26. The method of claim 25, wherein the two lost wax processes are performed with different metals.

27. The method of claim 22, wherein the first wax model is for a ring shank and includes a side panel recess and the second wax model is for a side panel.

28. The method of claim 27, wherein the side panel recess includes a surface contour and the side panel is substantially thin with a contour matching the surface contour of the side panel recess.

Description:

FIELD OF THE INVENTION

The present disclosure relates to digital manufacturing of jewelry items. More particularly, the present disclosure relates to tracking and associated fixtures for maintaining control of jewelry items in a rapid prototyping process. The present disclosure also relates to particular applications of digital manufacturing to the jewelry industry and advantageous applications of the same.

BACKGROUND

Manufacture of jewelry can be done using a lost wax process. In such process, a plurality of wax patterns, also referred to herein as wax models, are formed, each representing a jewelry item to be manufactured. The wax patterns are aggregated to form a tree and the tree is placed in a flask. The flask is filled with investment (a plaster-like material) and the wax melted out to form a mold. The mold is filled with a metal alloy that forms the jewelry items. After the metal alloy hardens, it is removed from the mold and each jewelry item removed from the tree.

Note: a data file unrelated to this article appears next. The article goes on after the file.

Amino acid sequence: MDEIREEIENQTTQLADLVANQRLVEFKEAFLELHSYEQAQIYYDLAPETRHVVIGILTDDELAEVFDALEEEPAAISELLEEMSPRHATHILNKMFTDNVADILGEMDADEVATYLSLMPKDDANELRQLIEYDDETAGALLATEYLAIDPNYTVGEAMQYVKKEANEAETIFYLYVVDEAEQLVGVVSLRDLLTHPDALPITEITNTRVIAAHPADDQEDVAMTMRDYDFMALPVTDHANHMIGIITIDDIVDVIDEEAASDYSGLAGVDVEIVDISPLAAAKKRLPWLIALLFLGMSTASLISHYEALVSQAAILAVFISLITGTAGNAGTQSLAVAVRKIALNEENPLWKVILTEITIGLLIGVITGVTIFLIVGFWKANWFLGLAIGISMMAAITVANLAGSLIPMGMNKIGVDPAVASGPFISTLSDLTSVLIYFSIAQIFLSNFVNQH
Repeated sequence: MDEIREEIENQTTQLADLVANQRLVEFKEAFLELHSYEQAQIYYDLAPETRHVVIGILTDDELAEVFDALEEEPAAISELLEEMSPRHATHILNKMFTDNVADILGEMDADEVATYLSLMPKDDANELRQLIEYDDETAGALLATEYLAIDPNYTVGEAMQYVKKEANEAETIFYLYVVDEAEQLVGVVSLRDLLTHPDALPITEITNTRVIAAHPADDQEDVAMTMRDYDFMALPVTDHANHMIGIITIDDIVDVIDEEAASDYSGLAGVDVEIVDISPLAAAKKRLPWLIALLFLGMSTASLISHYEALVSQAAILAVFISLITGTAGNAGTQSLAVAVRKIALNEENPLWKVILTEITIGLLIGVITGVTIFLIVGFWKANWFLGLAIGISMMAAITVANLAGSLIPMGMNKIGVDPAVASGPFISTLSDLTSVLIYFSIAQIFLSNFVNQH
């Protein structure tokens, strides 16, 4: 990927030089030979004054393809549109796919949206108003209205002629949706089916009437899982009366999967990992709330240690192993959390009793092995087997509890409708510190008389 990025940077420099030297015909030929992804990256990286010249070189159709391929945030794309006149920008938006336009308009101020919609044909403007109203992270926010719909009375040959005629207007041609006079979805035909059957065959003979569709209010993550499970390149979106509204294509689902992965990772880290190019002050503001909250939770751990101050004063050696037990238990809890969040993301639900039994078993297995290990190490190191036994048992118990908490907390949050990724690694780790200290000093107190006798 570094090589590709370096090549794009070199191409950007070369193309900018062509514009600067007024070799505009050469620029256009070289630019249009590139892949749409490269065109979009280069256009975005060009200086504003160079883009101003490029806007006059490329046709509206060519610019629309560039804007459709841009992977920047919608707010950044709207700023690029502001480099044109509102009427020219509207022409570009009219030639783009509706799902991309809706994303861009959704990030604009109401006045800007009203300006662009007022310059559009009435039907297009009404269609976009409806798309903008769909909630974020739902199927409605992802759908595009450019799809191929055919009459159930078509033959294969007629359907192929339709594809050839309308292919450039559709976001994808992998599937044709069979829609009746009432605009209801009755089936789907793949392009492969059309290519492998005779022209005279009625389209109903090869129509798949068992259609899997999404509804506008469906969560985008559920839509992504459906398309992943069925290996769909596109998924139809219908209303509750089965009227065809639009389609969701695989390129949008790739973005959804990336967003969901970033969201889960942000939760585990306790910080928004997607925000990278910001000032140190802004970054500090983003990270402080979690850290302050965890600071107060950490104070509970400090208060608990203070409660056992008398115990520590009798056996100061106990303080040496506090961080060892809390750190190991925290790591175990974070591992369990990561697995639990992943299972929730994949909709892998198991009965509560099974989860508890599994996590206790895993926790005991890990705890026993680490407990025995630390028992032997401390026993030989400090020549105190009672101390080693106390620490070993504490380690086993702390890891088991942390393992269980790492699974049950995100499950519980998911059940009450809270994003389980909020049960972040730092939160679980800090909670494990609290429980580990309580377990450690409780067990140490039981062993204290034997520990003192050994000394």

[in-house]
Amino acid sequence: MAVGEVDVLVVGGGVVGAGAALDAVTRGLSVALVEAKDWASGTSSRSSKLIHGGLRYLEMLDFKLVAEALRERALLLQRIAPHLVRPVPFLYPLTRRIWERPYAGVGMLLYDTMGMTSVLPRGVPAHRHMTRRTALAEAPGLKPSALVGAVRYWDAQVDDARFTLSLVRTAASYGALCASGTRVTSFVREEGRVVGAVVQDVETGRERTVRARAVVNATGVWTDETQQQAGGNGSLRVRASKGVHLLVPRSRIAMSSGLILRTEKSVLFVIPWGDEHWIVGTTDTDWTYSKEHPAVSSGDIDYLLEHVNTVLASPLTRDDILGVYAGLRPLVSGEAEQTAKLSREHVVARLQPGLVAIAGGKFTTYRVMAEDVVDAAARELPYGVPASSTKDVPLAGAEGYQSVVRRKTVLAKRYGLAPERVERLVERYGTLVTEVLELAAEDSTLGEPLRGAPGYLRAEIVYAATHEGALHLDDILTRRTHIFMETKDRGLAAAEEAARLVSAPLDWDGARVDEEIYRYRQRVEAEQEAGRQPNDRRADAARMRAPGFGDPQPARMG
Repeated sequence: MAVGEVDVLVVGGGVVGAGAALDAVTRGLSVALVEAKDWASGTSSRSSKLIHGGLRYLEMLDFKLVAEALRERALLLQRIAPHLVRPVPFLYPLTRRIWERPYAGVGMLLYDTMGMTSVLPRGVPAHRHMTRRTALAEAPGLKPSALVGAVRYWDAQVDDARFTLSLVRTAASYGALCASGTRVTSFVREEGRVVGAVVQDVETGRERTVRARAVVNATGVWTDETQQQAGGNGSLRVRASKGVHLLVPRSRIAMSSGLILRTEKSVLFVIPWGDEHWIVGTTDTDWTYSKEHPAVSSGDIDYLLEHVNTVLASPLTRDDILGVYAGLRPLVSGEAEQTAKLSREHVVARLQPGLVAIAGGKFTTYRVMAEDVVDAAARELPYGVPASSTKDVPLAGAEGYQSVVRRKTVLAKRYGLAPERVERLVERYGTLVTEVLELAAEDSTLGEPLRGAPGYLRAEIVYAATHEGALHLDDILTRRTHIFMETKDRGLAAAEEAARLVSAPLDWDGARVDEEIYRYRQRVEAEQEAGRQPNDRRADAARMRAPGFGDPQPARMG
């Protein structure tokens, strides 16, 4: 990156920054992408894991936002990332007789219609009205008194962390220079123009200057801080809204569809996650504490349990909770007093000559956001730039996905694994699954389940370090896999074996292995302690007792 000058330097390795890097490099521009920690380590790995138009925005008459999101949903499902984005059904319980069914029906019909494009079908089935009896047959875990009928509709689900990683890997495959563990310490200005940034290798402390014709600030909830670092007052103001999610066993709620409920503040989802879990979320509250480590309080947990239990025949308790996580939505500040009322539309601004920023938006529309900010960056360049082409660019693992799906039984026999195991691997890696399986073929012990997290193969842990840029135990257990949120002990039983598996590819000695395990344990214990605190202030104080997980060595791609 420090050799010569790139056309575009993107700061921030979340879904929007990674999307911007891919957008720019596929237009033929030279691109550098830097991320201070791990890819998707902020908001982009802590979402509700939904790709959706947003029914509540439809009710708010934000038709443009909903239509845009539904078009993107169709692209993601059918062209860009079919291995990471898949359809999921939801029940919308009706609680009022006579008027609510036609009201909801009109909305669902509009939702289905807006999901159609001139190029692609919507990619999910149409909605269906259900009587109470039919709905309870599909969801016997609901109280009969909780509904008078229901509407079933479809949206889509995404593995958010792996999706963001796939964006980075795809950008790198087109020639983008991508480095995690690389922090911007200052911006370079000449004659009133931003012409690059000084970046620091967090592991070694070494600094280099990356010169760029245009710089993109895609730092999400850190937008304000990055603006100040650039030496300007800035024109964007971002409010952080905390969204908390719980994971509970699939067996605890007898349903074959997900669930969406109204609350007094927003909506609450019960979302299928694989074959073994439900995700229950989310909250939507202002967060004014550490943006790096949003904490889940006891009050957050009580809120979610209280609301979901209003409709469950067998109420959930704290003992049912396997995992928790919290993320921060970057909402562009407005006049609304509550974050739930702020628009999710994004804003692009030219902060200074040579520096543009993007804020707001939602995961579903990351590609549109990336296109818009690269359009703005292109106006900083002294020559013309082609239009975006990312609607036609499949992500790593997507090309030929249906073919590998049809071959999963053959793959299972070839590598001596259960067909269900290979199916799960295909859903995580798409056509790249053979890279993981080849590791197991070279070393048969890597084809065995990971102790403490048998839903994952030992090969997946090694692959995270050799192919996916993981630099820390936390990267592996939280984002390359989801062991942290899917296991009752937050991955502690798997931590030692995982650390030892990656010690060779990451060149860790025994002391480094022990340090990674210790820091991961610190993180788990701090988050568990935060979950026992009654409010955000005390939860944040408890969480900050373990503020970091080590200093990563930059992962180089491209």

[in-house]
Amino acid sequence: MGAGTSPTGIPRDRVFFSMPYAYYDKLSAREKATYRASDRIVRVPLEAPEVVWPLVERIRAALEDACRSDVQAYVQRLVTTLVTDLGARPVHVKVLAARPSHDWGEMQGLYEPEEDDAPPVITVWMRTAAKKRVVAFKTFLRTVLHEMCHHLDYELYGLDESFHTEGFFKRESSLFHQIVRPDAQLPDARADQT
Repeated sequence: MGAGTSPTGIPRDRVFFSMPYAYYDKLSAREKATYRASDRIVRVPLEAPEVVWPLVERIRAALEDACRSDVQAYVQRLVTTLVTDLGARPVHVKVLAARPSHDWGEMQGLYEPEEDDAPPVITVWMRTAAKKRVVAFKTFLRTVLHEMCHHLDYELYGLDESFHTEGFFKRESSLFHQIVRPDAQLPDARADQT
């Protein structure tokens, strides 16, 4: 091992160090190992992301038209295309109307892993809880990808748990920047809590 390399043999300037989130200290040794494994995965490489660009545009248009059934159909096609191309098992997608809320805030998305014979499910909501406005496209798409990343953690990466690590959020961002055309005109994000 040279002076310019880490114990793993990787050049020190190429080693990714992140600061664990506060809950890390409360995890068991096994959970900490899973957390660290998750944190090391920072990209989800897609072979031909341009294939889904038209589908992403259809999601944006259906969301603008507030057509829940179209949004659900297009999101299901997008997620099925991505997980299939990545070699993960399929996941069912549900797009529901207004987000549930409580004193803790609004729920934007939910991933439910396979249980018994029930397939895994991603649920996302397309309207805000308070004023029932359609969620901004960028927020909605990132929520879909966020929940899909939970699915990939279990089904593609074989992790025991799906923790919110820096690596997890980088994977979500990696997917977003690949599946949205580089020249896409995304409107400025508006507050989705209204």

There are several ways to manufacture wax patterns for use in the above described lost wax process. Commonly, wax patterns have been made by forming a mold and then putting molten wax in the mold to harden to form the wax pattern. Forming wax patterns using a mold can have inherent limitations. For example, the mold may be limited to geometries that allow the wax pattern to pull away from the mold while the mold remains intact and without damaging the wax pattern. Because of limitations in formation, the pattern may need to be designed without undercuts, thin wires, filigree, beads, hollow areas, etc.

Alternative methods for manufacturing a wax pattern include carving a wax pattern from a wax blank or using a rapid prototyping (RP) process. In rapid prototyping, a digital image is converted into a physical product by printing layers of wax on a substrate using a solid wax modeling machine or other similar RP technology. The digital image may be a CAD (computer aided design) image. In the past, it has been difficult to apply rapid prototyping to mass produced personalized jewelry items such as class rings because automation software needed to meet production capacity requirements does not readily exist, level of detail requirements cannot be met, and RP materials are typically polymer-based. Polymers do not perform as well as wax-like materials during the lost-wax burnout process.

SUMMARY